Philippine Christian leaders join to help rebuild Muslim-majority city

Residents who returned from evacuation centers walk past a bullet-ridden house Oct. 29 believed to have been used by pro-Islamic State militant group leaders in Marawi, Philippines. (CNS photo/Romeo Ranoco, Reuters)

Christian leaders in Philippines have banded together to help rebuild Marawi, a Muslim-majority city in southern Philippines damaged by five months of occupation by terrorists.

The Christian leaders are calling on smaller Christian groups "and even the monks" to pool their strength toward restoring Marawi, said Jing Henderson, communications and partnership development coordinator of the Philippine bishops' social justice council and Caritas Philippines. The historically peaceful city is located on central Mindanao Island, a restive part of the country, which for decades experienced insurgency from Muslim rebel groups seeking autonomy.

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"For example, our expertise is in disaster risk reduction, psychosocial support; others would have expertise in shelter, livelihood," Henderson told Catholic News Service. "We would like to share these resources so that when we go on the ground, to these affected communities, then we'll know what to do, when to provide the response and also how to provide it."

Christian leaders are calling on smaller Christian groups "and even the monks" to pool their strength toward restoring Marawi

On Oct. 23, five months after Islamic State loyalists began a sustained siege in Marawi, the Philippines declared the war ended. More than 1,100 people -- most of them militant fighters -- died in the fighting. Nearly all of Marawi's 200,000 residents fled the city, along with hundreds of thousands of citizens from surrounding areas.

Baptist Bishop Noel Pantoja, head of the Philippine Council of Evangelical Churches, told CNS: "Imagine more than 500,000 people are displaced. So the biggest religious blocks and (nongovernment organizations) are doing their part but ... three months ago we came together, all the heads of these organizations and said, 'What if we put our hands and resources together?' After the relief operations, there will be rehabilitation."

Bishop Pantoja said the three church conferences would build temporary shelters, and each would be responsible for at least 100 houses and providing basic necessities, in addition to giving other support. Henderson said residents have played a crucial part, giving input on how they want their neighborhoods to be rebuilt.

Media images of Marawi, a once-thriving city on a lake, show streets lined with what used to be midrise buildings and houses reduced to piles of rubble and twisted metal framework. Several of the city's mosques lay crumpled with toppled, bullet-riddled minarets and cracked, hole-punched domes.

The Philippine National Defense secretary said in September that rebuilding would cost $1 billion. So far, the three church conferences have put $550,000 -- half of it from Caritas Philippines -- into their response. Donations from Canada, China, Germany, South Korea and other countries as well as pledges from the U.S. Agency for International Development, the European Union, the World Bank and other entities have started to arrive.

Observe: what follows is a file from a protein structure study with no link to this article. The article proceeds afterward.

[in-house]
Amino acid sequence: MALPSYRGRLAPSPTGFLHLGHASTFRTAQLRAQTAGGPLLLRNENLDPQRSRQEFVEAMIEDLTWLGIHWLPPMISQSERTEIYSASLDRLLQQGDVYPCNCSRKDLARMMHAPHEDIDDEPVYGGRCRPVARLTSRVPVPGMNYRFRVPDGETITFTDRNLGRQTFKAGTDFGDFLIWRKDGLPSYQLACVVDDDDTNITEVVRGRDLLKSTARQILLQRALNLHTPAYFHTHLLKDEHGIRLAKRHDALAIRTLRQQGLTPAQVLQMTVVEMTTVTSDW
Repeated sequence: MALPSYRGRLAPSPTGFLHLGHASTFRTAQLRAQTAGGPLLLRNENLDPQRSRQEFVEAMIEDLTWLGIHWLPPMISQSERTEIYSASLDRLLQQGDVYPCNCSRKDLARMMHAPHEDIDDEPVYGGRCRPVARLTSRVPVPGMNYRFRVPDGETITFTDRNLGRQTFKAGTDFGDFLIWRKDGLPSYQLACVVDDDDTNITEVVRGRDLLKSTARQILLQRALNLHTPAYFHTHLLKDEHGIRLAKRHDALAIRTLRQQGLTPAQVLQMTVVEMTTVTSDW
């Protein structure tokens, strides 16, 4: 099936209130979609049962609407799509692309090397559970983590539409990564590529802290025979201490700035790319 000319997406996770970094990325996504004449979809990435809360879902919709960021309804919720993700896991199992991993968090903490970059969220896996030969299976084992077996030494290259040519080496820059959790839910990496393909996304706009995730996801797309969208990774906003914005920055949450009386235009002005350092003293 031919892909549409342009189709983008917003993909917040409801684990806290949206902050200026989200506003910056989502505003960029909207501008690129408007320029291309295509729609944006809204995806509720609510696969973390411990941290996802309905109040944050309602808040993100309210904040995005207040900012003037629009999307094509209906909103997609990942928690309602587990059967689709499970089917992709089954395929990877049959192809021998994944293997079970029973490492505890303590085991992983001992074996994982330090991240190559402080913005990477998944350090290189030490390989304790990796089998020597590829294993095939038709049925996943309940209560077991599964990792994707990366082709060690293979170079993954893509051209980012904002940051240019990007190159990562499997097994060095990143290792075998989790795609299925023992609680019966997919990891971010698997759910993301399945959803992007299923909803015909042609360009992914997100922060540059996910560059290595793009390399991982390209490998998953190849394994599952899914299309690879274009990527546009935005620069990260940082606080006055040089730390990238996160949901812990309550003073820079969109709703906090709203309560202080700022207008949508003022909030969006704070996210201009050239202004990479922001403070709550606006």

Rebuilding would cost $1 billion. So far, the three church conferences have put $550,000 into their response.

The head of Caritas Philippines, Jesuit Father Edwin Gariguez, said the Catholic aid group is supporting a crisis response program started in August by Marawi Bishop Edwin de la Pena and Redemptorist priests. The goal of the Accompanying Marawi program is to "ensure people's faith and culture are paid attention to and factored into the rebuilding process of the city."

Bishop de la Pena told CNS that volunteers -- mostly Muslims -- are helping with the program, which deals with the psychological toll of war. It provides medical help for physical and mental health problems, peace and reconciliation lessons for children, and promoting peace through dialogue between Muslim and Christian young people.

He expressed concern over what he said was a strong sense of ambivalence among the residents who fled.

"To those who were less affected by the crisis… (the end of the fighting) is a very hopeful sign, they're optimistic about the future," said Bishop de la Pena. "But the others… who have no place to go home to because practically their house is destroyed, that would be another trigger for trauma."

Marc Natan, the Marawi emergency response officer for the National Council of Churches in the Philippines, said it was important to let displaced residents know that Christians supported them in their aspiration for peace and to return to their homes. He said those living far from the conflict zone were happy to go back, but those "in ground zero" who lost their homes would need a lot of support and access to information.

"Christians are in solidarity with our Muslim brothers and sisters so that they will not feel down and forgotten," he said.

Natan said one community of Maranao, the main Muslim tribe in Marawi, "said we didn't have to bring relief goods as long as we came around to visit regularly and chat with them at their shelters."

Natan said the faith groups and government agencies were in the process of assessing how many residents would be returning to their homes and how many would remain away. On Oct. 27, the military said a few residents living far from the decimated city center started to return.

Bishop de la Pena called on more faith groups to join the rebuilding.

"Whether Muslim or Christian, people of faith really should be at the forefront of the rehabilitation effort because it is only with people who really believe in the God that they recognize that such a difficult task can by carried out," he said.

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